The Affordable Care Act (ACA) appears to be having an impact on medicalizing treatment of substance use disorder (SUD), according to a study recently published in the Journal of Psychoactive Drugs. While organizational changes at treatment centers and shifts in treatment approaches were modest from 2010-2014, the increases in referrals from health care providers, the numbers of physicians and other medical staff at treatment centers, and the availability of a central medication, naltrexone, highlight a shift toward medicalized treatment of SUDs, consistent with the goals of the ACA, say the authors.
“There is a long way to go before we see SUD treatment fully integrated into mainstream medical care, and we have only just begun to examine the effects of the ACA on SUD treatment services” says study co-author Jana Pruett Covington, a research associate at the Georgia Health Policy Center.
The ACA offers strong support for medicalization of SUD treatment, including its mandate to bar exclusions for pre-existing conclusions, its equal reimbursements for behavior disorders and medical conditions, and its overall increase in the number of Americans with health insurance. Previous research estimates that about 3.6 million newly insured individuals under the ACA have SUD treatment needs.
Face-to-face interviews were conducted with the administrator and/or clinical director for a national sample of public treatment programs randomly sampled from the Substance Abuse and Mental Health Services Administration’s Substance Abuse Treatment Facility Locator. Detoxification-only programs and methadone-only programs were excluded. Interviews were conducted in two rounds—one that ended in January 2012 and one that ended in January 2014. The 200 programs that participated in both waves of interviews were included in analysis.
The researchers found an increase in the percentage of treatment referrals from non-primary care health care providers. Overall, there was a slight increase in the number of programs that received referrals from either primary care or other health care providers, up from 79 percent of programs in the first wave to 87 percent in the second wave.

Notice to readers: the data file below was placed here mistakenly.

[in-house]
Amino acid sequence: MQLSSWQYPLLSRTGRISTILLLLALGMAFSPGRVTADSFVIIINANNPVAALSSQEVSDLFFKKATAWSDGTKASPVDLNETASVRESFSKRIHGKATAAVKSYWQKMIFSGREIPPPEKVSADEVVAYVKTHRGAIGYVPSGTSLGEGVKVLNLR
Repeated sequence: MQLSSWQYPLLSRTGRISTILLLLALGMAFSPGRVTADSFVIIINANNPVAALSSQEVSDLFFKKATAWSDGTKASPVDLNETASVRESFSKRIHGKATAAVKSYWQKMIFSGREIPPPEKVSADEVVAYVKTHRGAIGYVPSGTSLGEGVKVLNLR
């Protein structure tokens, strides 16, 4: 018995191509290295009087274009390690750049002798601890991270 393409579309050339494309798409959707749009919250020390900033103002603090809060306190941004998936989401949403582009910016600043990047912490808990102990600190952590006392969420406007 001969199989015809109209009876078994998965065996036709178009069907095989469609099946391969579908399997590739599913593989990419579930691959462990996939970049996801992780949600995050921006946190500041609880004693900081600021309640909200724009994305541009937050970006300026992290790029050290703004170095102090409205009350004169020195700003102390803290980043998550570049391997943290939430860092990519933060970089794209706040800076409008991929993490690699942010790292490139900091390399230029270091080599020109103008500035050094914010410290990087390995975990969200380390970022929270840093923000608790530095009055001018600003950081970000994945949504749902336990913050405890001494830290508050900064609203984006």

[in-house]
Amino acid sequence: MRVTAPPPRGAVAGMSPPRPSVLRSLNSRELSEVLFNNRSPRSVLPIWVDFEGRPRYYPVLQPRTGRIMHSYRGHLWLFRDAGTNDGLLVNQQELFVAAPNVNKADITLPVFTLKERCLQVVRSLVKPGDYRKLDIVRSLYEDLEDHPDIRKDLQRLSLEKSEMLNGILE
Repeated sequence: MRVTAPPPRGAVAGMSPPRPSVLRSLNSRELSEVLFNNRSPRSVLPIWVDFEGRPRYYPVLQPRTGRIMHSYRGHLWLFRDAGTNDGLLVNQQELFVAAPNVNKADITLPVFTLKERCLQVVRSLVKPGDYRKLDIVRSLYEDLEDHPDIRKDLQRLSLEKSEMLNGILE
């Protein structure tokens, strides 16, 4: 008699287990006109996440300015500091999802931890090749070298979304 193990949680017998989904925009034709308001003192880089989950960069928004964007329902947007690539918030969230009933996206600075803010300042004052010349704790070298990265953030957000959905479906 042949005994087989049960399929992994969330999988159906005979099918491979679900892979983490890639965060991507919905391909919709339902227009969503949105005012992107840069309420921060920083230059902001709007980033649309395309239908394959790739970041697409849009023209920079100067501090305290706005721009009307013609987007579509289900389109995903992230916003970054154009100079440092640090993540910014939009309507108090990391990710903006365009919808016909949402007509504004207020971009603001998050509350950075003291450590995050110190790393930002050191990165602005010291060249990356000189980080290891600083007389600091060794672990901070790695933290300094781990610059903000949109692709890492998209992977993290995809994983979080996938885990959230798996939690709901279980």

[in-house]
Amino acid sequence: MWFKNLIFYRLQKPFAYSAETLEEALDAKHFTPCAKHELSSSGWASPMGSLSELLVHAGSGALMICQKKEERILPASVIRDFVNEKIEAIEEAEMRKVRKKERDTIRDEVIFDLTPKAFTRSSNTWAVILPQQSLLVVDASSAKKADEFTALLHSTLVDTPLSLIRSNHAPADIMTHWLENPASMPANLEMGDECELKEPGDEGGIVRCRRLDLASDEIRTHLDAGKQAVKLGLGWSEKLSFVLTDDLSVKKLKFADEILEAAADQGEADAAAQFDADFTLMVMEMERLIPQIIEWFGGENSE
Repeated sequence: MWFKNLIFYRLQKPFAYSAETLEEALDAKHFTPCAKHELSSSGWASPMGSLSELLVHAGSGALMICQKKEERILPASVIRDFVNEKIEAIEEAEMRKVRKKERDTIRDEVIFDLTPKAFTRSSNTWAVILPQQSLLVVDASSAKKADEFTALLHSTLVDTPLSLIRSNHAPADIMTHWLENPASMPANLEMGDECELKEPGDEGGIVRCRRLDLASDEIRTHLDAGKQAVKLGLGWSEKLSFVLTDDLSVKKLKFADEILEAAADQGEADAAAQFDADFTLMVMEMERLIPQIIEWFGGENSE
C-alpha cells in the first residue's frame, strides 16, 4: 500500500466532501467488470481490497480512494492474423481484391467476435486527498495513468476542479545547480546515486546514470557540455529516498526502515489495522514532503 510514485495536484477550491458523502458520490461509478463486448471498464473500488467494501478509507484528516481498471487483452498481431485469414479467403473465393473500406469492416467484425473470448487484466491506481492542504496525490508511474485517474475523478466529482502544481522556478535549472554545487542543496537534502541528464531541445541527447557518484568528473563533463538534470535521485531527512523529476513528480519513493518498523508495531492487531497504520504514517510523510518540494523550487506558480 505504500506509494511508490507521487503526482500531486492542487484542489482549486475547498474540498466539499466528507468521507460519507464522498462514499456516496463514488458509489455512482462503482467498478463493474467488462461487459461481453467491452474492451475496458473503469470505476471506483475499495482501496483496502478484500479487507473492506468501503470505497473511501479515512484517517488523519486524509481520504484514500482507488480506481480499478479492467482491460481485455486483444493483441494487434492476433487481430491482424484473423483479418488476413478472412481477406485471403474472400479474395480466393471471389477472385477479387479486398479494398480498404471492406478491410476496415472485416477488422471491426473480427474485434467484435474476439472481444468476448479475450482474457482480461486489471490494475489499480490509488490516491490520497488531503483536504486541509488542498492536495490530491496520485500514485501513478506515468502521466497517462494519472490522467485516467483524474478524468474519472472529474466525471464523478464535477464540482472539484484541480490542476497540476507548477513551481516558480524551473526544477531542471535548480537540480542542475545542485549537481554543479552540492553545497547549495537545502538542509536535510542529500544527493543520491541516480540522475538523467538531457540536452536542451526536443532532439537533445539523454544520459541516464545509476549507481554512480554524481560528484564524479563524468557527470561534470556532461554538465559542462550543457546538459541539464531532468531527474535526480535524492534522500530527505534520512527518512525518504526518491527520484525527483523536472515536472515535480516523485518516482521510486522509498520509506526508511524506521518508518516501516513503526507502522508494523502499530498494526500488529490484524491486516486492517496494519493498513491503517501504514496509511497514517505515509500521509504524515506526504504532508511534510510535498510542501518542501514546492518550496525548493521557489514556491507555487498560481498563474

While the number of programs that had no consistent access to a physician, either on contract or on staff remained sizable (38 percent), there was an increase in the number of full-time equivalent physicians for programs that did have a physician on staff, and an increase in counselors certified in treating alcohol and drug addiction. These trends show an important shift underway, the authors say, given the ACA reimbursement requirement for treatment services to be delivered by qualified professionals.
Additionally, there was significant growth in the availability of oral and injectable naltrexone and an increase on the emphasis of a medicalized treatment model, along with a decrease in support for the 12-step model. There was also a shift away from federal block grants and other public funding, consistent with the expected increase in insurance coverage of SUD treatment under the ACA.
The authors conclude by saying that while the changes were “modest,” nearly all changes were in direction that supports the thrust of the ACA.
“Since treatment of SUD has largely developed outside of the mainstream health care system, it has been mostly based on psychosocial interventions,” says study coauthor Lydia Aletaris, Ph.D., from the Owens Institute for Behavioral Research at the University of Georgia. “A smaller percentage of treatment programs have embraced medication-assisted treatment. As a result, it is unknown whether the push toward increased medicalization of SUD treatment will continue, particularly if the ACA is repealed.”
The study was supported by the National Institute on Drug Abuse through an award to the Owens Institute for Behavioral Research at the University of Georgia. In addition to Covington and Aletraris, Paul Roman, Ph.D., director of the Owens Institute, was a study co-author.